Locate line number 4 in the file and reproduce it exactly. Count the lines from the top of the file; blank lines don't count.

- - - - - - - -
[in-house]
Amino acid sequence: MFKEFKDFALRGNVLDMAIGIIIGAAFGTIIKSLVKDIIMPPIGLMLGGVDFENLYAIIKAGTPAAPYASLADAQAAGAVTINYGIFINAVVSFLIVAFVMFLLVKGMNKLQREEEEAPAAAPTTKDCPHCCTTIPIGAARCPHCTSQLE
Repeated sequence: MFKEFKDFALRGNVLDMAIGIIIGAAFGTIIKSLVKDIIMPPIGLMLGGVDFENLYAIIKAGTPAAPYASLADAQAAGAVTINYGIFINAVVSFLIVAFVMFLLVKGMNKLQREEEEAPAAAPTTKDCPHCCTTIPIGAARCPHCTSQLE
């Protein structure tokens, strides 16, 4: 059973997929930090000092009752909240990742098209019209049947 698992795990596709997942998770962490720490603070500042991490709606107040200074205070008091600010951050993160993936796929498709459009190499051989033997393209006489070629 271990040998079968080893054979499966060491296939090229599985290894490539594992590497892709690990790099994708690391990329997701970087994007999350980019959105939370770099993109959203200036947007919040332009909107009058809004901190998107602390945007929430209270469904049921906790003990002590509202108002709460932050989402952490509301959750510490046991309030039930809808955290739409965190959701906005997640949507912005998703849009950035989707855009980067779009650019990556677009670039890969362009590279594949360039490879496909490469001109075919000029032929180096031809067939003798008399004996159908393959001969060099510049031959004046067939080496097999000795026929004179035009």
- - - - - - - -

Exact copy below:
């Protein structure tokens, strides 16, 4: 059973997929930090000092009752909240990742098209019209049947 698992795990596709997942998770962490720490603070500042991490709606107040200074205070008091600010951050993160993936796929498709459009190499051989033997393209006489070629 271990040998079968080893054979499966060491296939090229599985290894490539594992590497892709690990790099994708690391990329997701970087994007999350980019959105939370770099993109959203200036947007919040332009909107009058809004901190998107602390945007929430209270469904049921906790003990002590509202108002709460932050989402952490509301959750510490046991309030039930809808955290739409965190959701906005997640949507912005998703849009950035989707855009980067779009650019990556677009670039890969362009590279594949360039490879496909490469001109075919000029032929180096031809067939003798008399004996159908393959001969060099510049031959004046067939080496097999000795026929004179035009």